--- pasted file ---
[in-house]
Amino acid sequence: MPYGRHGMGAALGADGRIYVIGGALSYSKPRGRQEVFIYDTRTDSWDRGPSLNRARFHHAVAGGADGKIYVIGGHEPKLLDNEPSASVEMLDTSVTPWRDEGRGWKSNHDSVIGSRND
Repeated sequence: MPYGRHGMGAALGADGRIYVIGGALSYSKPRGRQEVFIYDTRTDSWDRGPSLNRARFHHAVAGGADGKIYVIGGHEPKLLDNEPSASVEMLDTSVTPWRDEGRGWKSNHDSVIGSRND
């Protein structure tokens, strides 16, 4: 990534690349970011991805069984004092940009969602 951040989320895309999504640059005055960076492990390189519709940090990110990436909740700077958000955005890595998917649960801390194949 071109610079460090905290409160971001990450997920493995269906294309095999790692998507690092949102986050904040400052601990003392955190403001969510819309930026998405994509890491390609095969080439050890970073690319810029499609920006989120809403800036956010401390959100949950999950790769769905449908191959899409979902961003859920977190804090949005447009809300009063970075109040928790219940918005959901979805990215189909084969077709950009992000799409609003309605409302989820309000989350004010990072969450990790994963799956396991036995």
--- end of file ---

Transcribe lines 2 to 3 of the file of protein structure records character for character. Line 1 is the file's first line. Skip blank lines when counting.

Amino acid sequence: MPYGRHGMGAALGADGRIYVIGGALSYSKPRGRQEVFIYDTRTDSWDRGPSLNRARFHHAVAGGADGKIYVIGGHEPKLLDNEPSASVEMLDTSVTPWRDEGRGWKSNHDSVIGSRND
Repeated sequence: MPYGRHGMGAALGADGRIYVIGGALSYSKPRGRQEVFIYDTRTDSWDRGPSLNRARFHHAVAGGADGKIYVIGGHEPKLLDNEPSASVEMLDTSVTPWRDEGRGWKSNHDSVIGSRND